Not a lot of us can say we go to work for the love of it. Sure, we like our jobs, our co-workers, even the boss, we’ve worked or studied hard to get a position that we want and are passionate about but let’s be honest, we are also there for the salary. This is what ties it all together and allows us to enjoy life with our families or holidays or hobbies.
So, when is the right time to discuss salary?
It is obvious you don’t want to waste your time applying for roles that are outside of your salary expectations but asking about salary straight away can jeopardise your chances at the role as the salary discussion requires great timing and consideration, you don’t want your prospective employer to think money is your only motivator.
It is always beneficial to do some research prior to an interview on the general salary brackets for the position you are applying for, so you are prepared when the topic comes up.
Food Industry remuneration
There is no current remuneration guide for Food Technologists, or Food Scientists in Australia so for technical roles it may be beneficial to get in touch with a recruiter that specialises in recruitment for the food industry / food manufacturing. This also would apply to quality assurance or new product development positions that do not fall under the typical banners.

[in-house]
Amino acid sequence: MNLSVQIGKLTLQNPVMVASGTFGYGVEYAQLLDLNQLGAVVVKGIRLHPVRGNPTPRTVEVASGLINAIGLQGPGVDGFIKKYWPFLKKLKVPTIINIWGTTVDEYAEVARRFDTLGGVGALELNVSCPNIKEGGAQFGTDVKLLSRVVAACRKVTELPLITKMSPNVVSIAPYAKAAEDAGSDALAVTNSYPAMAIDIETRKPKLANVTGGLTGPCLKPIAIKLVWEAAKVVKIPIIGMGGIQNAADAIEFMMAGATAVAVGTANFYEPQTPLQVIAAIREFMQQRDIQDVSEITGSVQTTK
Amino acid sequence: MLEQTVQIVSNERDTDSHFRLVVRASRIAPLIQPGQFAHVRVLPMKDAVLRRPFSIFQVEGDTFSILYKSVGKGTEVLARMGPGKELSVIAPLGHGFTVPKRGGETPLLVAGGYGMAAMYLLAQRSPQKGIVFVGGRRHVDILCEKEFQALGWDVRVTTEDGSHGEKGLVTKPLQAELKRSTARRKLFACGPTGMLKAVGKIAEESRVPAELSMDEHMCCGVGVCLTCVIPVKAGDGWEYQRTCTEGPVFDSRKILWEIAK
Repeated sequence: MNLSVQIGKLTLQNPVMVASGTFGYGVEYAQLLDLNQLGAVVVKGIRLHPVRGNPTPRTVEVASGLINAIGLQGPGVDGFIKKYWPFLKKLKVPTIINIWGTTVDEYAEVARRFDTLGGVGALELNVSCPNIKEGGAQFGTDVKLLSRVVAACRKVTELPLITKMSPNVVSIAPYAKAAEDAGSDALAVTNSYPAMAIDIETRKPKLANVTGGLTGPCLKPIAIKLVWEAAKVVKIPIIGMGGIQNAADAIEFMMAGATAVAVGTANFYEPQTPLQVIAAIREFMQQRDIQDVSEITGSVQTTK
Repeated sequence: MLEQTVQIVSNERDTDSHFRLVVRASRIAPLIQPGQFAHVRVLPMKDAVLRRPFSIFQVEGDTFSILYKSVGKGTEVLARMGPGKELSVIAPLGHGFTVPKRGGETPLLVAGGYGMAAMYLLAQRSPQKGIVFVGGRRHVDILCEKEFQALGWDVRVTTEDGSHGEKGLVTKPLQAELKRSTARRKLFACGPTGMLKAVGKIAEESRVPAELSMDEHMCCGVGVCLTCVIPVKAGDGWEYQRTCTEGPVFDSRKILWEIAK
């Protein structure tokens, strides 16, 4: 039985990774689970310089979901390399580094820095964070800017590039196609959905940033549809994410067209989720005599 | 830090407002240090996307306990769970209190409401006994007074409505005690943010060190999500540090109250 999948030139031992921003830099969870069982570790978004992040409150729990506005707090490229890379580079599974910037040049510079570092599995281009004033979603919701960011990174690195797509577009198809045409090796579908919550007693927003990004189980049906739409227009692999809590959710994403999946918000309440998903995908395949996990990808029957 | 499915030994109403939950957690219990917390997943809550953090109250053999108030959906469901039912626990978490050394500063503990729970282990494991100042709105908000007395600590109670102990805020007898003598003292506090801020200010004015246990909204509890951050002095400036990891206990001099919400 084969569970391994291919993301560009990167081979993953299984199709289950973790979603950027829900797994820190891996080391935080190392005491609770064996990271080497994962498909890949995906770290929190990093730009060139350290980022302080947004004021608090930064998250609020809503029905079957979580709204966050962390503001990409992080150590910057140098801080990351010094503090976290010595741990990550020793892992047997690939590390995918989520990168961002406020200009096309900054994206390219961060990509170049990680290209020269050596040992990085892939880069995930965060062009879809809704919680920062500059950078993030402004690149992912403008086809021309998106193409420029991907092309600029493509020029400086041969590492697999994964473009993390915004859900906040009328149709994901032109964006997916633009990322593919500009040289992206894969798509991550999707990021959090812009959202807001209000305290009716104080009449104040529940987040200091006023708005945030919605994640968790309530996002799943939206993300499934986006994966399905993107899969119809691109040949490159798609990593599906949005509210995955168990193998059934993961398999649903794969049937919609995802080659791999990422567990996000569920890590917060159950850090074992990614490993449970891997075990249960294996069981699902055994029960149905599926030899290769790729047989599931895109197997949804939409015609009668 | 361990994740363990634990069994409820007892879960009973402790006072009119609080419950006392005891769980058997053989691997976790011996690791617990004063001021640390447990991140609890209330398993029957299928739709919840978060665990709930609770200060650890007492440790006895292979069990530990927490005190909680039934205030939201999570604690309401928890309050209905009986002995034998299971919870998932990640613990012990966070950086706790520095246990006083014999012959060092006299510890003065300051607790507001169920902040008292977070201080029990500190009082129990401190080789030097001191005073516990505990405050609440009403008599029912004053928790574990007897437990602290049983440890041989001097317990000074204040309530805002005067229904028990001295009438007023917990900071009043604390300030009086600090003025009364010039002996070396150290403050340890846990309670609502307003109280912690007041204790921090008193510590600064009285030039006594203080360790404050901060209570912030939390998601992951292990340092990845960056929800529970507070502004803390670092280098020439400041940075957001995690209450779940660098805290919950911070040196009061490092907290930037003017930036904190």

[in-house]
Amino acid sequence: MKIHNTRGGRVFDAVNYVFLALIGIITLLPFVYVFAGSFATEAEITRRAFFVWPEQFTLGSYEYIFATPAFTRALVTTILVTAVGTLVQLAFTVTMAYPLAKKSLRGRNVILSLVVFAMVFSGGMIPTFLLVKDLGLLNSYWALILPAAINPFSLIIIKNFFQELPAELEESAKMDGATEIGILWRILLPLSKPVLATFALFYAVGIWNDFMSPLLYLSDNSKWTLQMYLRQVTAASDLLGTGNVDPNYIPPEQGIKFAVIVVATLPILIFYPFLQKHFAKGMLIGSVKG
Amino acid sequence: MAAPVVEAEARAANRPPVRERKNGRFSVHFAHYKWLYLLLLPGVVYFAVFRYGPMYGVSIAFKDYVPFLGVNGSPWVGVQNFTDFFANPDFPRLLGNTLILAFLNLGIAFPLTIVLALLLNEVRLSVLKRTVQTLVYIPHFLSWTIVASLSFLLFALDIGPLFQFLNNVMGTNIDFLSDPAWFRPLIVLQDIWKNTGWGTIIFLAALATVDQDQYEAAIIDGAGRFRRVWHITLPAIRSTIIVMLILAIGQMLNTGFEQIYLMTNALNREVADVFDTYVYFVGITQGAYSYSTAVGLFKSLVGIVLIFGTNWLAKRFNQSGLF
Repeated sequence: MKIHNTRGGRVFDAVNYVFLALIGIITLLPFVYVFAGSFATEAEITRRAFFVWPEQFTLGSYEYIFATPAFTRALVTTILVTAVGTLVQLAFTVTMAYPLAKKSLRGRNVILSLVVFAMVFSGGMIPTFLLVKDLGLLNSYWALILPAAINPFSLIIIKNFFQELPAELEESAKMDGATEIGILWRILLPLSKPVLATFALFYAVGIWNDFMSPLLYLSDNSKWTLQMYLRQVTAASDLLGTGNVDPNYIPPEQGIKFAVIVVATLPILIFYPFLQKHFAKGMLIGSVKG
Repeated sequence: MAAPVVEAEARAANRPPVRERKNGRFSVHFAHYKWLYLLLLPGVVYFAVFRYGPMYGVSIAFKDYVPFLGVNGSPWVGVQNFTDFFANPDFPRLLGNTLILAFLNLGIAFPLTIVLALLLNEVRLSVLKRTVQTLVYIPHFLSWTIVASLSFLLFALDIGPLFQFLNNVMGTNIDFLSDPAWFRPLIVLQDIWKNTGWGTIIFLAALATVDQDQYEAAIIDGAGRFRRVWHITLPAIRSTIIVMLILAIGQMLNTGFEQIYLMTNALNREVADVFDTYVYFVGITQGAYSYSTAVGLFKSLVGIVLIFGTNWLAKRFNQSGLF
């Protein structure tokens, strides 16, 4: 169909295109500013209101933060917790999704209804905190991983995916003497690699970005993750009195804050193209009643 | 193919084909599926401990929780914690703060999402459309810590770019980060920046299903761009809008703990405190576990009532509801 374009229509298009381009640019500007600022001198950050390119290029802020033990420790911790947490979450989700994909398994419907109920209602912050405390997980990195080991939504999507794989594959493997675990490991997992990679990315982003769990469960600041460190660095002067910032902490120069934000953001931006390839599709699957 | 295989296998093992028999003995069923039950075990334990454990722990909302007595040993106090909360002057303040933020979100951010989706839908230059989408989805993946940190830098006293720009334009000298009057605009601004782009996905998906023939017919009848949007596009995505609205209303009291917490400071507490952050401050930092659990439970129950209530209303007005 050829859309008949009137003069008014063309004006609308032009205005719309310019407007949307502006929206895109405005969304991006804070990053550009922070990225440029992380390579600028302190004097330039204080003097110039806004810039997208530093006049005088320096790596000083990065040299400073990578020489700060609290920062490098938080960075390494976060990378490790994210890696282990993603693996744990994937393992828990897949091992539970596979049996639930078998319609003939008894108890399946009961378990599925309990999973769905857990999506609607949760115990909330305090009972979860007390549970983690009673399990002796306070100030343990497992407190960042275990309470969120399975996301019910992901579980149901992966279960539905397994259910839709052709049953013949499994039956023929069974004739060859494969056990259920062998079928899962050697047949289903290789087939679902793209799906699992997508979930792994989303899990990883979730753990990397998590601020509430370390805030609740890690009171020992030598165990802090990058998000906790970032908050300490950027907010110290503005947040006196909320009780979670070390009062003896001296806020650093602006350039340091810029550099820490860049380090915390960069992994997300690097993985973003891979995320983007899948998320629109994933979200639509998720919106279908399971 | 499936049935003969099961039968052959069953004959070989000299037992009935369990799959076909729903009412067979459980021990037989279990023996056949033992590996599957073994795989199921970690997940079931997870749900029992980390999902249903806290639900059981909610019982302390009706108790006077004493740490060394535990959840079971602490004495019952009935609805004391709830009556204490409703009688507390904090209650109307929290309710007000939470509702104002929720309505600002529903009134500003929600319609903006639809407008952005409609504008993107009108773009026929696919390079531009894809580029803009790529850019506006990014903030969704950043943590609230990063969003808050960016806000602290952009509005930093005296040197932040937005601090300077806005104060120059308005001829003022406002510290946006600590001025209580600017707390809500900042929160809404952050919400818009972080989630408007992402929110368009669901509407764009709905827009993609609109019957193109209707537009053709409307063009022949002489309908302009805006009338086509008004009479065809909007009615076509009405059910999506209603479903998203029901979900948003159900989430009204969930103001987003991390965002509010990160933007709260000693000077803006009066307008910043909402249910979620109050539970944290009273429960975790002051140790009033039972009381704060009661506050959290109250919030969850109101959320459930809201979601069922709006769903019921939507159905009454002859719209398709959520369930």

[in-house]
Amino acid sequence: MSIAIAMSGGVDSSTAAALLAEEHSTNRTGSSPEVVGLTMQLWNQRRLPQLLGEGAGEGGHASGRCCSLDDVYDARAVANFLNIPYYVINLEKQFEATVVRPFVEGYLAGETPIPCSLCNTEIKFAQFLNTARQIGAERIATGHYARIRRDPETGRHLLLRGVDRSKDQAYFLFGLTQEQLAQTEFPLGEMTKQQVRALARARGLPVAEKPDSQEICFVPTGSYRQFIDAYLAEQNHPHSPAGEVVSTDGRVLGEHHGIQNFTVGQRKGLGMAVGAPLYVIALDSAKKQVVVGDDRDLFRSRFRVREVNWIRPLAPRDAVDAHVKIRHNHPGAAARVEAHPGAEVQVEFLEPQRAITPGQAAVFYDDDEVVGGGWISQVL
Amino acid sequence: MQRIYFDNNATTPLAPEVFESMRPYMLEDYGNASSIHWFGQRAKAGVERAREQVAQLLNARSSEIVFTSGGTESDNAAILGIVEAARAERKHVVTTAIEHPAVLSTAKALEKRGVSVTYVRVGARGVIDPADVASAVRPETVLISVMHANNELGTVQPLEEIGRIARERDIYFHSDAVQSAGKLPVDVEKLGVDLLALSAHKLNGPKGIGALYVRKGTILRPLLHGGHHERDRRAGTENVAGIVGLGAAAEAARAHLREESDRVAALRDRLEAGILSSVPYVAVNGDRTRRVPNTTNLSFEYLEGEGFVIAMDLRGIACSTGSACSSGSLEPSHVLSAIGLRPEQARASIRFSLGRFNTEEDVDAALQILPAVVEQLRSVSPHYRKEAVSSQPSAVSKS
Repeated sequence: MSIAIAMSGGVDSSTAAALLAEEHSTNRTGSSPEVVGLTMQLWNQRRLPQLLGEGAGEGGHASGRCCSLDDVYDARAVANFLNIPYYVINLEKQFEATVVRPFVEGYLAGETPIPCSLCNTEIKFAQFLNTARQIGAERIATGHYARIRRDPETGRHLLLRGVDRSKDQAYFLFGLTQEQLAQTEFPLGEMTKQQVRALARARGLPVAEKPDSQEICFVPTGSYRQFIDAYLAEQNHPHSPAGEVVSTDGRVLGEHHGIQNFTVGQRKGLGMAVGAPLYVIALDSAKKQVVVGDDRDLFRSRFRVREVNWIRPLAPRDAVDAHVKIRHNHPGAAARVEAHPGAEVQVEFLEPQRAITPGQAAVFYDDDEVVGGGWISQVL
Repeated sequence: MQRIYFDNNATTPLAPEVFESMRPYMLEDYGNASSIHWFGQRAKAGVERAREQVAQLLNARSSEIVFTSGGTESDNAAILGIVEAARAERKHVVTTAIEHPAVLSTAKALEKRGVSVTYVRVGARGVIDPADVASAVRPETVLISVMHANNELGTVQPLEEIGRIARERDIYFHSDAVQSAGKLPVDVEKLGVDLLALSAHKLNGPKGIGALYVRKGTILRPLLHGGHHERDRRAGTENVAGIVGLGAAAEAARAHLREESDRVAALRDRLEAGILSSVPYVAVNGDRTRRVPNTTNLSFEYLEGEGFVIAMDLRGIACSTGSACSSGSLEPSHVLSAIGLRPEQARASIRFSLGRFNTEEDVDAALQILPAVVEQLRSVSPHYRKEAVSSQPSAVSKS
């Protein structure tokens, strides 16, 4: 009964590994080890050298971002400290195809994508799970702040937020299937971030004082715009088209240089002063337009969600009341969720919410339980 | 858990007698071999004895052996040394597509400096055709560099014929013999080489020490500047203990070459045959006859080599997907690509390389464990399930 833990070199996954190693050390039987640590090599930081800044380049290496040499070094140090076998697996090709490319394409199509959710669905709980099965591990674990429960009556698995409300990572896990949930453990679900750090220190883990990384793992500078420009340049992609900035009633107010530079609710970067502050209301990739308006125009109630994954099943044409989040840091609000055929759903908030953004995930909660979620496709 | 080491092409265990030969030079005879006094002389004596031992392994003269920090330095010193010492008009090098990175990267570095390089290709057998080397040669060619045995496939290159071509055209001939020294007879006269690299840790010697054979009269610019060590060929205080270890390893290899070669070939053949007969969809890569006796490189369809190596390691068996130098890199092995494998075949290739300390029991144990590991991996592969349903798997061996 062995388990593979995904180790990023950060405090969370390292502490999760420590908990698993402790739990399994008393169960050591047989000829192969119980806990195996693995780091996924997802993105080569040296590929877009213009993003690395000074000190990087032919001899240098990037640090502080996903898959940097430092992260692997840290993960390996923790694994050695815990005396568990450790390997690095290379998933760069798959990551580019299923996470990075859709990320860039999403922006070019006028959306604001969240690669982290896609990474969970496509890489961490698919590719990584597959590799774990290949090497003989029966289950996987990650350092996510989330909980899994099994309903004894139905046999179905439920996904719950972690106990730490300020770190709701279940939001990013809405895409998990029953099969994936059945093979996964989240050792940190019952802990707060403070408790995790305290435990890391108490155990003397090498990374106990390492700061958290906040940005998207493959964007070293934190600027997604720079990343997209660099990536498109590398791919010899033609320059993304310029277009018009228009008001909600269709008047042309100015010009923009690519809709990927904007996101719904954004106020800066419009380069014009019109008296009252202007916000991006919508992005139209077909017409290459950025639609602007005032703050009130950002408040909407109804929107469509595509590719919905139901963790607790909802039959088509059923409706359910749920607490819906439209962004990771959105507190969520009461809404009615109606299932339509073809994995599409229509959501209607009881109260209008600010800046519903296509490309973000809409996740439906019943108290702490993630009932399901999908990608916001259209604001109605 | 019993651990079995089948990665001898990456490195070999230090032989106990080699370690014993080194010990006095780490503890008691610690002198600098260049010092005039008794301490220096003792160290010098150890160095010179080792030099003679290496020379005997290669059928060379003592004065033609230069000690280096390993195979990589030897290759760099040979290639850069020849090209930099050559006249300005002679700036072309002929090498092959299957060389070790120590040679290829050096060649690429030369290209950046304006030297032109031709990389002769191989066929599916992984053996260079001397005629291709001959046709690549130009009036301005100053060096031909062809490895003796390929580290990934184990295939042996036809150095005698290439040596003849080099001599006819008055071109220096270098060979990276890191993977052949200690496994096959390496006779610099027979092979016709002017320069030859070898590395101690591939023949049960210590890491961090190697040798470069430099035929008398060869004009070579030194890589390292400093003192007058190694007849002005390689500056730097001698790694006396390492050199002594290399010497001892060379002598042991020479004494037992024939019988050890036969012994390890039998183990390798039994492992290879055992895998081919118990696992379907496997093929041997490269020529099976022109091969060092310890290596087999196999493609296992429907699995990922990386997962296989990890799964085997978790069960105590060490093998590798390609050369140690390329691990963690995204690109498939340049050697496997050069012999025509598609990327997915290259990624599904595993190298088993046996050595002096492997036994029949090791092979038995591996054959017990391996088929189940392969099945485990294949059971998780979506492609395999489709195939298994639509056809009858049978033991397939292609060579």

Generally you will want to find out as much detail about the job in the application and interview process, ask as many questions as possible to determine whether it is the right job for you and the salary you should expect from the position.
Typically, salary would not be discussed during the initial application or 1st interview, this is a time to assess the role and the company to see if in fact it is a good fit for your skills and experience.
However, if you are asked your salary expectations ensure you answer in a confident and clear manner, always give a salary range rather than a single figure and be prepared to negotiate. It is also very important that your salary expectations are in line with your skills/experience and you can actually “walk the walk”.
It would be acceptable to ask what the compensation is for the role during a subsequent interview or meeting providing you have a good feeling and actually want the job. There could be other perks in addition to the annual salary like gym memberships, or extra days off that you will need to factor in your decision.
Do not feel like you need to agree on salary straight away, if they are aware of your expectation range and want to offer you the role, you can negotiate then.
Obviously if you are being represented by a recruiter then some of the salary negotiation will be done for you, most recruiters will advise potential employers of your salary range and also give you advice if they think you’re are over selling yourself or selling yourself too short. But it “pays” (pardon the pun) to be prepared to discuss directly with your potential employer also.
As a general rule, follow the lead of the interviewer, salary is bound to come up throughout the interview process, be prepared, positive and honest to your perspective employer so it’s a win for all parties.